Llewellyn, 22, has a science degree from Bristol. She wants to work in sales or public relations for a pharmaceutical company. Of the 60 or so jobs she has applied for, she has had only two interviews. One was for a job as a medical writer at a small company but she lost out to someone with a doctorate.
Llewellyn logs all the roles she has applied for on a spreadsheet and if the company provides any feedback that is also logged. The message from the big pharmaceutical players was that they are not interested in recruiting people unless they have come through a graduate scheme. After three months of rejections, she decided to do a masters in healthcare management at Imperial College Business School.
“I didn’t want to do a masters. I just wanted to start working but I’ve been told by recruiters that I dont stand a chance unless I have a masters,” she said. With tuition fees of £20,000 (funded by her parents and grandparents), the extra studying won’t be cheap.
One graduate who has already gone down the masters route is Stephen Goodrich, 23. He has a politics degree from Sheffield and a masters in politics and political science from Manchester. He would like to work in the public sector as a policy adviser on social housing but even with a master’s he is not making much progress.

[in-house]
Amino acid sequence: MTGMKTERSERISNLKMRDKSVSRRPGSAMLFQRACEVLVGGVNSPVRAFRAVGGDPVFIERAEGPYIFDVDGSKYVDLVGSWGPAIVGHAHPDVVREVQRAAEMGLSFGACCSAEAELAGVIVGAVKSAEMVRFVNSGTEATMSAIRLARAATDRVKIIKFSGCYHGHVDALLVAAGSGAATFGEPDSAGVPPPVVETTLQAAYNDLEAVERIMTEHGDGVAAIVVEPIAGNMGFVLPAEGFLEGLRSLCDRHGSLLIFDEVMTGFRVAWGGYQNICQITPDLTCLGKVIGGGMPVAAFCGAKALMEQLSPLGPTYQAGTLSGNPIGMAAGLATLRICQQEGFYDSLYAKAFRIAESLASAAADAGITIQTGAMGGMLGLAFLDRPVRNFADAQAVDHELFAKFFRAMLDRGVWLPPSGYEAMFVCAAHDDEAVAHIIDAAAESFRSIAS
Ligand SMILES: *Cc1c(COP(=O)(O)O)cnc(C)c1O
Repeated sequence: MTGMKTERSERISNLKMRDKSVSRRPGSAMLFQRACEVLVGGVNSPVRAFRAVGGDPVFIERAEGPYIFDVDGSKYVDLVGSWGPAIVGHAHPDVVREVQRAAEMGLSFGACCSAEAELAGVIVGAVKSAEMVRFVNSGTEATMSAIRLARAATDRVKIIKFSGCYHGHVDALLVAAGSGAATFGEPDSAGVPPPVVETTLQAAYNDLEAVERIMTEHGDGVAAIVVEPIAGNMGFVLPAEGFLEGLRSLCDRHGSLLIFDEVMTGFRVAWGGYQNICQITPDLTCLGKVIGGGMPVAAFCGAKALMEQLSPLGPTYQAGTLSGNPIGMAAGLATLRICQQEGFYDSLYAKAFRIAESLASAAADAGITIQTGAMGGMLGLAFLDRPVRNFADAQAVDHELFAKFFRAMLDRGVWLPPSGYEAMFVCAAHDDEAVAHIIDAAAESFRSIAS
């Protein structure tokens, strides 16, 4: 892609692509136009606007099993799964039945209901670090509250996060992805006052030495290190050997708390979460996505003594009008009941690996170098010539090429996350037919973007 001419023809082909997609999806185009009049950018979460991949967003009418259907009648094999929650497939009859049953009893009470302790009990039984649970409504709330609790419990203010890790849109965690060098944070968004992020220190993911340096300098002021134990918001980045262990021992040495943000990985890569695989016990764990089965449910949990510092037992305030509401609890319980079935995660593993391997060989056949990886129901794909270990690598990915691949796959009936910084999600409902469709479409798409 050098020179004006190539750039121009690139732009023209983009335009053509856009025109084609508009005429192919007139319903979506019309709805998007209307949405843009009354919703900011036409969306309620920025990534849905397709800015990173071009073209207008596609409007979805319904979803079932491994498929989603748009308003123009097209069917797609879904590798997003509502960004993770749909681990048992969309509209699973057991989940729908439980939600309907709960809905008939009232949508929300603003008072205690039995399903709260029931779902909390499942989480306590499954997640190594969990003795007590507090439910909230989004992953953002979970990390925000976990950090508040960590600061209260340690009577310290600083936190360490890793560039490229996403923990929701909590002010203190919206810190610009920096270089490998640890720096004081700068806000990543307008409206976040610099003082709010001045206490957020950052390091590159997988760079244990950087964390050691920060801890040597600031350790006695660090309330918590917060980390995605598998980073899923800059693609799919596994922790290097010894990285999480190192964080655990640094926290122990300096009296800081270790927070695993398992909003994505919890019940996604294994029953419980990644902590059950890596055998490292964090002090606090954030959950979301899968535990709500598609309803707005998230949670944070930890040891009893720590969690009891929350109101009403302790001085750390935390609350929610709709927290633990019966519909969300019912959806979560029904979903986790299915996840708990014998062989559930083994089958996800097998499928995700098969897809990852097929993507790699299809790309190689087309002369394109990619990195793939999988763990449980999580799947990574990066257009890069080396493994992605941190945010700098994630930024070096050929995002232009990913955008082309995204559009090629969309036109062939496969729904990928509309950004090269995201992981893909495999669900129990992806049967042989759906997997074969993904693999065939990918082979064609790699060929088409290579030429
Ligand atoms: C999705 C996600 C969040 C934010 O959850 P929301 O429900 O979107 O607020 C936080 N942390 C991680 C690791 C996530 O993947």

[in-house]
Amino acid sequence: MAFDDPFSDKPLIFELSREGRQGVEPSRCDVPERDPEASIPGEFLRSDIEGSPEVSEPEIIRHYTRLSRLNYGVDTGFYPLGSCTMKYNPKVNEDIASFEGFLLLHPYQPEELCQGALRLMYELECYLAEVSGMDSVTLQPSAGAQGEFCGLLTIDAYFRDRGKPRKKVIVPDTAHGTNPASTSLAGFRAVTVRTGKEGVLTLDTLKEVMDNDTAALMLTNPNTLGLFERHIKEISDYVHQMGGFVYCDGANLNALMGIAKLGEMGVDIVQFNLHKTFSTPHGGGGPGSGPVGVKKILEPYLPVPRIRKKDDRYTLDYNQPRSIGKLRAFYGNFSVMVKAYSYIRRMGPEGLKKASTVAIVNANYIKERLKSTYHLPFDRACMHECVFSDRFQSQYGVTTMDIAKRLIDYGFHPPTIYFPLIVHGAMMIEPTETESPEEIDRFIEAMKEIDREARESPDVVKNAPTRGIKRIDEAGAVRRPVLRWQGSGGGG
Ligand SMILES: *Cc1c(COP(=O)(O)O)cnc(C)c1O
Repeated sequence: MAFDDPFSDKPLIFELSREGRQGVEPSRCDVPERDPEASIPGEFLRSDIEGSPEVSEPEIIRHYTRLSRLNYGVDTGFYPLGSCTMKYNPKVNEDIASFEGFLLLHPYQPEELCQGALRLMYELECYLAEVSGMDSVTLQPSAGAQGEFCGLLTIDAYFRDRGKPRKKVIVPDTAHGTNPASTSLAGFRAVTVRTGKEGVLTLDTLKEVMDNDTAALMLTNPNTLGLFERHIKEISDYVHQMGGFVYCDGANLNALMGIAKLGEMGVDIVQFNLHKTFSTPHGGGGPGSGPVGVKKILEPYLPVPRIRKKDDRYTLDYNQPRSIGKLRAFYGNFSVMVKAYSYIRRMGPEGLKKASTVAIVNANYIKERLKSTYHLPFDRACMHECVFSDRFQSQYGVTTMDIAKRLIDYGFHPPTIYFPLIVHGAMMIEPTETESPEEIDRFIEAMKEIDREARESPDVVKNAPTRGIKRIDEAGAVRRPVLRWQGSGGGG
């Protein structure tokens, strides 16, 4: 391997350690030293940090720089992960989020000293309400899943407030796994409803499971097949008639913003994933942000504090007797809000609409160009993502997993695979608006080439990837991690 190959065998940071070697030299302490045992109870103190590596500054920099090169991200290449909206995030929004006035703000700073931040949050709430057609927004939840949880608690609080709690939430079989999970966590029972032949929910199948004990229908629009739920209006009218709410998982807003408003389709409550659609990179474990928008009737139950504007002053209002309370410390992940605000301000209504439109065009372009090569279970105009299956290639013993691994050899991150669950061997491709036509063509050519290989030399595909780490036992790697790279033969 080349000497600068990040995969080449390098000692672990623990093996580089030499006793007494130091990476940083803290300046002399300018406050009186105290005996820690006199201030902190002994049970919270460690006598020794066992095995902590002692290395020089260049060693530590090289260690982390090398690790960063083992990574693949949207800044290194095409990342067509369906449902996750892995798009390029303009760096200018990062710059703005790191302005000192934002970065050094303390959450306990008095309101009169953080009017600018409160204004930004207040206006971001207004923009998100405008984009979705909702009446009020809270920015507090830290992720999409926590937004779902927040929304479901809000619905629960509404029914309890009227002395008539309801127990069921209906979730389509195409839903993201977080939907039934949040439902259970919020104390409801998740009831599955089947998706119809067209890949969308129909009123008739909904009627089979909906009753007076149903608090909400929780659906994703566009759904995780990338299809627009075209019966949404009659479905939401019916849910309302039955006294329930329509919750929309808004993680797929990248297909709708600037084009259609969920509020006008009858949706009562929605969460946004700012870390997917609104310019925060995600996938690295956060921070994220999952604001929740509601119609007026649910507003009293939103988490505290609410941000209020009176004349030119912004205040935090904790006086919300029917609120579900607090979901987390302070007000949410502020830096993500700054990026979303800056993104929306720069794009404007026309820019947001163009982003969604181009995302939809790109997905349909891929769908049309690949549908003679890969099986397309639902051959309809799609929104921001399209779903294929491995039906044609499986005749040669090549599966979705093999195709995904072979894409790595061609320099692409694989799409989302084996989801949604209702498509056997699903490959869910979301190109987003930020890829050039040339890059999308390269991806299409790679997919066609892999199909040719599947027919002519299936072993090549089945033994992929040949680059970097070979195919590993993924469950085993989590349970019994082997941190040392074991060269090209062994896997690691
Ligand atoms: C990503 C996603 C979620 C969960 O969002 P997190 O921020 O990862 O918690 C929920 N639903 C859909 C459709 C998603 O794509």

“Having a postgraduate qualification will help you get your foot in the door but since everyone else is doing it, that market will become saturated too,” he said. At an interview with the London & Quadrant Housing Trust, a housing association, Goodrich was criticised for “talking up” his degree.
“I didn’t get the job so I asked for some feedback and they said ‘you were talking up your degree but everyone’s got one so you need to think of some other way of promoting yourself’.” It’s little wonder that he refers to his degree as nothing more than a “glorified A-level”.
Goodrich and Scheck are the only two of our graduates on benefits. This allows them to focus on getting “graduate-level” jobs — at least for the time being. Goodrich, who moved to London recently, is using money inherited from his grandfather to cover rent and bills. He expects that the funds will run out after Christmas, despite living in relative penury — his weekly luxury is one pint of beer.
All these graduates try their best to put on a brave face. They appreciate that there are thousands in the same situation but that doesn’t make the rejections any easier. Those who are getting financial support from their parents feel guilty and they are all desperate to start paying off their student debts.
Scheck, who is still reeling from his Wonderwall experience, is hopeful that one day he will look back on it and laugh. For now, though, that day seems pretty distant.
Source: Kate Walsh, The Sunday Times 08/11/09